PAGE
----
From Our Blog


Let’s Talk Tractors (Part 2)

13174028_1367158183299860_6537154651579444052_nLast week Robert King shared an excellent article about how to choose the best tractor for your farm. He gave some great advice regarding the sizing and equipment you might need. This article is an attempt to offer my perspective on the topic.

If you are a new tractor owner, like I was 2 years ago, then you need to do some research online, with a dealer, and preferably in a field test-driving one. It’s hard to know what you need or want if you don’t know anything about tractors.

Robert prefers big green and yellow tractors. I knew I wanted an orange one from the get-go. I bought a slightly used 56 horse Kubota (4wd) with 14 hours on it. It came with a commercial grade 7’ bushhog and a front-end loader. I have about 25 acres of open fields on my farm and about 5-6 acres of food plots on the property I lease for hunting. The feature I love most on my tractor is called “shuttle shift”. You can shift from forward to reverse without shifting out of gear. It makes backing up for mowing very easy. I have some steep hills on my lease that I do not feel comfortable cutting side-hill, so I cut them in reverse. Shuttle shift and four wheel drive are very helpful on this steep terrain.

Let me say that Robert is a real farmer. I am not. I am a hobby farmer. My livelihood does not depend on my equipment. My tractor is strictly for property maintenance: things such as cutting grass, clearing trees, grading roads, etc…Farmers do all of those things and a hundred other chores with their tractors. I could easily pay someone to do the bush hogging for far less than what it costs me to own and maintain my Kubota. But I love it.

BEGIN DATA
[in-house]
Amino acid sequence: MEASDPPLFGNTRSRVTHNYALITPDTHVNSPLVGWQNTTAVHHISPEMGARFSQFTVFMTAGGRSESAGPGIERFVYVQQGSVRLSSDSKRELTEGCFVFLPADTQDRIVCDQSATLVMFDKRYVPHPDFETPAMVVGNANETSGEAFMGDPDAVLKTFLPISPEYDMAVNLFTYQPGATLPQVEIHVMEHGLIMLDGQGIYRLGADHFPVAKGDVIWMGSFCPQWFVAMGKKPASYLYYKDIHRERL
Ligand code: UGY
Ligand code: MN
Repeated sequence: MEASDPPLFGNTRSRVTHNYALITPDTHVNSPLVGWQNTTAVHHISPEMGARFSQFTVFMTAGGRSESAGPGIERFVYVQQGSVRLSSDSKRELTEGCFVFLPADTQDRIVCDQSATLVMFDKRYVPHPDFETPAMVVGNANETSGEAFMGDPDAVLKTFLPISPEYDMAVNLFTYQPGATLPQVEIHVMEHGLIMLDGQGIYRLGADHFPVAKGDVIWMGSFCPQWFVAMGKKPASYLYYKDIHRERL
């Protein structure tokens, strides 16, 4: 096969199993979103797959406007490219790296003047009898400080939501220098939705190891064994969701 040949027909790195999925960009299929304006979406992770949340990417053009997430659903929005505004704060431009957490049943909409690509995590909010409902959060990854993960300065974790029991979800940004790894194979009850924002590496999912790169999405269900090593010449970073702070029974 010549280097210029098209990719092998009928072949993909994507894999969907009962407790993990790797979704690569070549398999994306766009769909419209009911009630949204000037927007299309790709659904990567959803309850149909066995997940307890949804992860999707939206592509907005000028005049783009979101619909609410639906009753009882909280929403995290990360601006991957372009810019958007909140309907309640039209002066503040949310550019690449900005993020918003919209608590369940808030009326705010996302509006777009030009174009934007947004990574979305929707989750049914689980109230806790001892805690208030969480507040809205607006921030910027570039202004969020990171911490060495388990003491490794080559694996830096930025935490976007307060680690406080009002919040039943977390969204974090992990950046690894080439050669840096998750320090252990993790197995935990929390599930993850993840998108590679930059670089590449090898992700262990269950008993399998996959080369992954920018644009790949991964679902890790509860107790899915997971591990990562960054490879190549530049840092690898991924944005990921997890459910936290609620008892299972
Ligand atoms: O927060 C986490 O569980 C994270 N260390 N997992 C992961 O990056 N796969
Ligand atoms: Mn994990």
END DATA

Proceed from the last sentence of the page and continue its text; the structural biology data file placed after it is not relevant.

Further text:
Many of us have jobs these days that require us to do menial tasks or work that does not allow you to know whether you have actually accomplished anything that day. There is a deep sense of satisfaction that comes from watching row after row of weeds fall to your cutter. There is an instant gratification that comes from seeing a freshly mown field. In fact, I will often ride by it two or three times after I finish cutting just to appreciate the results with a refreshing sense of satisfaction from seeing the fruits of your labor.

Tractor work often allows your mind time to drift from the task at hand. I joke with my wife that I could solve all of the world’s problems if I had enough time on the tractor. Robert is correct when he calls it “tractor therapy”. I honestly believe that many men could reduce their need for blood pressure medicine if they had enough time on the tractor to reduce their stress. (Please do not stop taking your medication without consulting your physician.)

In addition to my utility tractor, I also recently purchased a new zero-turn mower. I did a lot of asking around and talking with landscaping professionals before I made my purchase. I ended up buying a 61” mower with 27 HP engine. For my 3 acres of yard and area that needs to be maintained with this mower it works well. In hindsight I probably should have purchased a 51” mower because a 61” deck is really wide and can scar the ground if you are on uneven surfaces. FYI, you want a zero turn with a heavy, welded steel deck, not a stamped one. They last significantly longer, and will provide years of reliable service. In any case, I love cutting grass with this mower. So much that I look for new places to mow with it, and have actually cut the grass twice in the same week since purchasing this unit.

Whatever you end up deciding to purchase, I encourage you to try to build a good relationship with a dealer or someone that can help you service your equipment. They do break down. They need routine fluid changes, and greasing, and occasional repairs. Having someone on your team to get you up and running again is important, especially for people like us who need things to work when we need them to work.

In a world where time is our most precious commodity, tractor time is some of the best time I spend alone. There have been many prayers prayed, Scripture meditations, problems addressed, and creative thoughts developed behind the wheel of my tractor. Give it a try and see if it works for you too.

Written by: Jonathan Goode who is an Accredited Land Consultant (ALC) with Southeastern Land Group and is a licensed broker in Alabama and Mississippi